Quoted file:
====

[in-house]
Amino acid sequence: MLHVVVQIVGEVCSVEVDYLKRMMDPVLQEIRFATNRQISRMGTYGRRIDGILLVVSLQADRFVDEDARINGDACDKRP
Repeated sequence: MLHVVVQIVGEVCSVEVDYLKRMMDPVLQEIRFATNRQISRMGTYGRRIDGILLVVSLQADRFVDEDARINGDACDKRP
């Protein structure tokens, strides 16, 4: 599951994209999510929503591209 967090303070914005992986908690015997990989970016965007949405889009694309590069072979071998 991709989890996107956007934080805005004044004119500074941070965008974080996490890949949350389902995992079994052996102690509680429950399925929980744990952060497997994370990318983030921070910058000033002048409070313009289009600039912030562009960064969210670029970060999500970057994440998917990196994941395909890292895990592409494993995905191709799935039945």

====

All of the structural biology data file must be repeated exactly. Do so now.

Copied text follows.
[in-house]
Amino acid sequence: MLHVVVQIVGEVCSVEVDYLKRMMDPVLQEIRFATNRQISRMGTYGRRIDGILLVVSLQADRFVDEDARINGDACDKRP
Repeated sequence: MLHVVVQIVGEVCSVEVDYLKRMMDPVLQEIRFATNRQISRMGTYGRRIDGILLVVSLQADRFVDEDARINGDACDKRP
């Protein structure tokens, strides 16, 4: 599951994209999510929503591209 967090303070914005992986908690015997990989970016965007949405889009694309590069072979071998 991709989890996107956007934080805005004044004119500074941070965008974080996490890949949350389902995992079994052996102690509680429950399925929980744990952060497997994370990318983030921070910058000033002048409070313009289009600039912030562009960064969210670029970060999500970057994440998917990196994941395909890292895990592409494993995905191709799935039945």